At first glance it is hard to see the appeal of a software application that views messages once received, and then self-destructing in ten seconds like a real life Mission Impossible communication, but it seems that the younger generation have taken to it with gusto, although perhaps not with the purpose the founders from Stanford University intended.
The growth of smartphones with the ability to take pictures and send them quickly and cheaply at the press of a button gave rise to two major phenomenon. Mobile journalism has seen virtually all of us become reporters, first on the scene to record history as it pans out in front of our eyes. However, it has been the worrying trend of "sexting" that has seen the app rise in favour.
The sending of explicit images has caused untold pain and suffering to many people, when intimate pictures are distributed to all and sundry. However, Snapchat's unique feature of self-destructing pictures eliminates this problem and that is why the younger generation seem to have started using it with gusto.
Not only is the association of explicit images a worry for users, but brand owners have also started to raise concerns. Due to the nature of the platform, anyone could say anything about a brand without them ever being able to detect it! Granted, messages may only live for a few seconds, but it could be long enough to damage a brand's reputation without any way of knowing. Apps such as Snapchat highlights the importance for brands needing to closely monitor new social apps for damaged brand reputations and build in brand protection strategies to stay one step ahead in the digital world.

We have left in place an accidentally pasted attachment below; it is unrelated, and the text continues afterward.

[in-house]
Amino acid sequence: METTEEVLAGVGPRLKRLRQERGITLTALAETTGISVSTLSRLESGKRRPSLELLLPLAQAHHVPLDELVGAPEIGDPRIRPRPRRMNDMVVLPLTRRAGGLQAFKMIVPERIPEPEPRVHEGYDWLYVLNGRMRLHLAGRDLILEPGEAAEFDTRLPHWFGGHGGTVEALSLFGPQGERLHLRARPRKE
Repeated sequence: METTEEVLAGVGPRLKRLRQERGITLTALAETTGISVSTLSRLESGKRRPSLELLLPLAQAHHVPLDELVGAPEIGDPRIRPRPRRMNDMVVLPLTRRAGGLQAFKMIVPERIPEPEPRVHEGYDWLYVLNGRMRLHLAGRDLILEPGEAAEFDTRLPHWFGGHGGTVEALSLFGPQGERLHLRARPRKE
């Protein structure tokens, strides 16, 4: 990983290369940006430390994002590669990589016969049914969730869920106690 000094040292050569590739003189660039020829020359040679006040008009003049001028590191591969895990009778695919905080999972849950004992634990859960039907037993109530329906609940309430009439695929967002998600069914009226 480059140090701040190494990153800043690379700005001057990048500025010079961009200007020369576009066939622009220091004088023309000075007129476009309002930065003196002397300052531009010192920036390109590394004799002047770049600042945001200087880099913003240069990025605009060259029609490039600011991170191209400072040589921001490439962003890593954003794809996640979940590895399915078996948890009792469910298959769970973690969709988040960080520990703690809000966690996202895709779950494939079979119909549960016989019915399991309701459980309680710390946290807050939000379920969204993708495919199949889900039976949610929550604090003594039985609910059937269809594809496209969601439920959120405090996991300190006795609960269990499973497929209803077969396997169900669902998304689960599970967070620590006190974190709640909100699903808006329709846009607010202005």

Like Pinterest and Instagram, Snapchat has no current revenue streams. However, the fact that it has such a large user base already makes it very attractive to investors who see it as a perfect platform to be able to utilise it as a new channel to market.
Dennis Phelps of IVP, one of the new multi-million dollar investors in SnapChat, stated the reason for the popularity of the product - "The temporary nature of the photo or video often creates a sense of excitement and an urgency of consumption that is rare in this era of information overload".
We will have to wait to see whether any brand will be bold enough to adopt Snapchat as a new medium, or such advertising will simply drive the social media generation on to the next big thing.
Written by Stuart Fuller, Director of Commercial Operations and Communications
3 July 2013
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